Overturning Roe v Wade would set back women's rights over half a century but it would also enshrine in the national payche that it is OK to force maternity on women; that the needs and desperate situations of women do not matter; that state-sanctioned misogyny is A-OK. That a man may be promiscuous, may be brutal, may force her, abuse her and impregnate her against her will, and she will be forced by the state to bear the consequences.

Quindlen also made an important point about the "prosecute the doctor, not the woman" justification, which basically regards the woman as the hapless body upon whom yet another assault was made. It seems to assume that women are not capable of rational thought and are mere bodies with no self-control or self-determination, to whom abortions are presented as the first and only option, and who are seemingly incapable of resisting a presumed pressure to go through with an abortion. I think we need to think more carefully about what this assumption implies.

If women are haplessly, helplessly, stupidly, incompetently unable to prevent abortions from happening to themselves...and this becomes enshrined in law...then what's to stop the logical next step? It cannot be going much further to decide that women who are so mentally incompetent that they can haplessly participate in what the state may deem is a form of murder also may not be competent enough for other rights? Surely an unwitting participant in murder is not trustworthy nor capable enough to vote. Perhaps a person this easily swayed by others is also too incompetent to have bank accounts, too incompetent and too stupid to own property, and so on.

Talk about a slippery slope.

Sentencing for criminalized abortion is the question that candidates in every election should be made to answer. They avoid talking about penalties and consequences because, as Quindlen points out, it is a LOSER for them in the polls! Voters carry on in ignorance thinking "pro-life" just means an innocently misguided and somewhat quaint approach to life: they think their rights are safe, yet they are coasting and not safeguarding them. The old abortion debate puts them to sleep and they think it is irrelevant.

This is exactly what the anti-abortion candidates and their followers want; they hope to slip into power with most voters never quite "getting" what they really want to do, and then change laws and alter American women's lives horribly for the worse. After they've been voted in on economic or other promises, the real agenda of taking away a woman's right over her own body will go ahead to its final stage (the first stages being the steady erosion of abortion rights ever since RvW in 1973, so that abortion, like Plan b and even contraception, is already extremely difficult to get and impossible in some states).

I don’t know how many people know this, but currently fewer than 85% of counties in the United States of America make abortion accessible for women. Reproductive rights for women have already been eroded by a steady drip of smaller bits of anti-rights legislation. If Roe v Wade is overturned or if current laws limiting access to abortion are made any tougher, women may be faced with near-total lack of control over their lives---denied access to effective female-controlled birth control, denied access to emergency birth control even in cases of rape, and finally, denied access to therapeutic abortions, even when necessary for her own health and safety.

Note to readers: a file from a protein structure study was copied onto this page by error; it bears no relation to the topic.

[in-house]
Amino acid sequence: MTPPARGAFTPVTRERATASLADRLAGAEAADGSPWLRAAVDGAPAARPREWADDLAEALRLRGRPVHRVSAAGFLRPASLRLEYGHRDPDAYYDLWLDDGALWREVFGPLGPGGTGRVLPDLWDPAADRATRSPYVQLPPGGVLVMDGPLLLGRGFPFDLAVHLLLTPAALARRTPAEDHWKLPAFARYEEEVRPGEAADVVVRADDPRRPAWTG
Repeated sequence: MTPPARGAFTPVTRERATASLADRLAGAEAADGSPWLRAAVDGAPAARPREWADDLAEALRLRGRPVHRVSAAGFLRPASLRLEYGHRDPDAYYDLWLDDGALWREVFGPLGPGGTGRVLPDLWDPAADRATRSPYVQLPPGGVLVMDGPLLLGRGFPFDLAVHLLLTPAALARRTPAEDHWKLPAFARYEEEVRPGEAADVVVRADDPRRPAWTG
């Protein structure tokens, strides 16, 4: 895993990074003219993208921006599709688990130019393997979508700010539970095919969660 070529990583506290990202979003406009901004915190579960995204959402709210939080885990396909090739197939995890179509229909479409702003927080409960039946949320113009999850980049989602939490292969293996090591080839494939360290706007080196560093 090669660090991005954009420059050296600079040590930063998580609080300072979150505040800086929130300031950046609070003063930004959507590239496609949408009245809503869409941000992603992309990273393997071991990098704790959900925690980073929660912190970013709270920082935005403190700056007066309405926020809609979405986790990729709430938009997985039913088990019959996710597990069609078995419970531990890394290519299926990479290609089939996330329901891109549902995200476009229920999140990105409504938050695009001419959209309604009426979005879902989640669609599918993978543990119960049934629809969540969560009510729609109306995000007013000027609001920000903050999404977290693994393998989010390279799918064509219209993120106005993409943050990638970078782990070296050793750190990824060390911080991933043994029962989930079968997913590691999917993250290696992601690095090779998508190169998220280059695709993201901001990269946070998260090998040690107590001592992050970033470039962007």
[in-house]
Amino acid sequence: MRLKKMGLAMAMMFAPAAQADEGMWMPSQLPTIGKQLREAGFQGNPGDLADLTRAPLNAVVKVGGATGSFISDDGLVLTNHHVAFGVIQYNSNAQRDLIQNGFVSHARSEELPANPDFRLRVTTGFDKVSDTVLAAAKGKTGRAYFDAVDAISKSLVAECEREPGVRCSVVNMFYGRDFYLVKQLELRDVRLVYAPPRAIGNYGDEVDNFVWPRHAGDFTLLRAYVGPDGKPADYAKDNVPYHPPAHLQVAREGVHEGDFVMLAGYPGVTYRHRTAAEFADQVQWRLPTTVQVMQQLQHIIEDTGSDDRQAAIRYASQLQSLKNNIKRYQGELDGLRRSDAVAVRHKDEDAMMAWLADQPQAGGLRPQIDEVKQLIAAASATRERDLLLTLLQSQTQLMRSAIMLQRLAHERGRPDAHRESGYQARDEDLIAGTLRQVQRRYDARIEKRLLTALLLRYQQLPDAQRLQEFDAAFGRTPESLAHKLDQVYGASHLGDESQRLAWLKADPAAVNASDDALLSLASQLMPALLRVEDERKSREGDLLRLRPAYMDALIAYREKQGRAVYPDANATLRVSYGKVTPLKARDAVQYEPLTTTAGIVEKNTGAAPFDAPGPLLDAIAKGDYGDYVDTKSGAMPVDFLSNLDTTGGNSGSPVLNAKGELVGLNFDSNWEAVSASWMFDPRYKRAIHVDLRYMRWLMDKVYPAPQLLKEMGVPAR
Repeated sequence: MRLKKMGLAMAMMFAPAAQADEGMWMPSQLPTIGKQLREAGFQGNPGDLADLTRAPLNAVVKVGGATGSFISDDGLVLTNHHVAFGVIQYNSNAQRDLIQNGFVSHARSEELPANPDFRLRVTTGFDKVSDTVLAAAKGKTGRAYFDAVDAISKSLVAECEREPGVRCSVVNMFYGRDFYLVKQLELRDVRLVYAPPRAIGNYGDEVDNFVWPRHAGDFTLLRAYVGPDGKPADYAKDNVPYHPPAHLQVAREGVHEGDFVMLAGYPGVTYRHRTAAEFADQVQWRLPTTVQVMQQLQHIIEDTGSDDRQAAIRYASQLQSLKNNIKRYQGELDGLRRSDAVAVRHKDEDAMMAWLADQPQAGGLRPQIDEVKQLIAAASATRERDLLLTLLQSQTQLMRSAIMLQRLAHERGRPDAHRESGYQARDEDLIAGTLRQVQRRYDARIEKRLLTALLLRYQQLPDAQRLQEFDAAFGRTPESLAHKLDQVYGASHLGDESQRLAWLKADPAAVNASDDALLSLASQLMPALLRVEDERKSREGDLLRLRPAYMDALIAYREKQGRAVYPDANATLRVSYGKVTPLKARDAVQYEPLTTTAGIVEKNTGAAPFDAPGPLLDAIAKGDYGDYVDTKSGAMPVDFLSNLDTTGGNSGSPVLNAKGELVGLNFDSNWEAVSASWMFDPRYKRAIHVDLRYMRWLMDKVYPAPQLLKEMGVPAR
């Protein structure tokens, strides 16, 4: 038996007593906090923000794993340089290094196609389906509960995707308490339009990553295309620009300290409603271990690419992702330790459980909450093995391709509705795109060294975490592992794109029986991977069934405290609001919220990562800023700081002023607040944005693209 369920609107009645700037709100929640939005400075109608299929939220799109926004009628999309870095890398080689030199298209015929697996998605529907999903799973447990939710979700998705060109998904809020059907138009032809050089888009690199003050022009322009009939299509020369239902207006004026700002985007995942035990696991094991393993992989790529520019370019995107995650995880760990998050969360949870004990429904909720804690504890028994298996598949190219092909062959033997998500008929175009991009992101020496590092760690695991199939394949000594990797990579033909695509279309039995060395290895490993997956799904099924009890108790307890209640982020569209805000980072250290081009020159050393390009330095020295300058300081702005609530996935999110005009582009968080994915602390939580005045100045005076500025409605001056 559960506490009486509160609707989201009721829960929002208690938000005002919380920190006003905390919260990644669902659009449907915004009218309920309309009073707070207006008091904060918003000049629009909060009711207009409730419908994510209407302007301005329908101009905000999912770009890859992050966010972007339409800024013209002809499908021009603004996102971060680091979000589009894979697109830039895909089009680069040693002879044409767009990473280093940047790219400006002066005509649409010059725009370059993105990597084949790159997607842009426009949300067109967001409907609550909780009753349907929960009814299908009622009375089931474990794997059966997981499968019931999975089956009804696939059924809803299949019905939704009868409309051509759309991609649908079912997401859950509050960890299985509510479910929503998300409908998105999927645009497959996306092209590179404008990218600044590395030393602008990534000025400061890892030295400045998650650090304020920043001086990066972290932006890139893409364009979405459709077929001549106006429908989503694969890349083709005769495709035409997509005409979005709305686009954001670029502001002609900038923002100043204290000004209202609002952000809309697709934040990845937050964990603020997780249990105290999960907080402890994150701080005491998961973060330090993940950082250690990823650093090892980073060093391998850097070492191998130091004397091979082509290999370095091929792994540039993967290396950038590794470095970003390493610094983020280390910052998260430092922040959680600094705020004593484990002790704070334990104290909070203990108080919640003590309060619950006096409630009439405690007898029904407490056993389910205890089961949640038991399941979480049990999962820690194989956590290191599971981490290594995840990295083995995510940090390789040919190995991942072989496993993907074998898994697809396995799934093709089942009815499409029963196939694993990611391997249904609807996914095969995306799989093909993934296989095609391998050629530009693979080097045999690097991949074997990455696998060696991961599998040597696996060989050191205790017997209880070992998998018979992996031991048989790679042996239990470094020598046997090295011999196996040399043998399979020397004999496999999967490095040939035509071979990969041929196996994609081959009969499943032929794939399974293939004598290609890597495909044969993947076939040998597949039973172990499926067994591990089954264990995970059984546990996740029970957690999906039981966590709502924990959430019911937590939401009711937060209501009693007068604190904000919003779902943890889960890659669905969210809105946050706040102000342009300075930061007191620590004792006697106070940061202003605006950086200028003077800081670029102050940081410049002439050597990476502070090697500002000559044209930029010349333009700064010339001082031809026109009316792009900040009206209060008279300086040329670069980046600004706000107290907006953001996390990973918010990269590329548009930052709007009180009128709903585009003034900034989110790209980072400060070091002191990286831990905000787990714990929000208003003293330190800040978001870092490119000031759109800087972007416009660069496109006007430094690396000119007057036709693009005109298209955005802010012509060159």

If voters allow that to happen, it will be too late to do anything about it.

A discussion that forces candidates to admit what penalties he or she would fight for in criminalizing abortion might, just might, make complacent voters sit up and take notice. It would force people to figure out where they really stand on this issue and decide once and for all if a majority in this country really do want to take away women’s reproductive rights and are willing to back that up with prison time or capital punishment.

More important, it would force answers from candidates who will go on to hold public office and have the power to influence legislation and vote for legislation which could hugely impact 50% of the population immediately.

We need to know where candidates stand on this! Picking a candidate because he blathers on reassuringly about “family values” and morality” so that we all do the knee-jerk unthinking response, “Hey, we are moral and we value family! So maybe this guy is a good guy who will help and not hurt us!” is NOT the way for thoughtful and intelligent voters to proceed. We must force ourselves to think more deeply about these issues and the consequences of taking chances on candidates because we either don’t care or don’t have the energy to do a little research into what he or she truly stands for.

“If abortion was re-criminalized in the USA, what should be the punishment for persons who break the law and have abortions anyway?”. It’s a fair question. It is a crucially important question, too.

I hope American voters start asking that question and don't stop asking it until every candidate has been forced to answer before November 2010.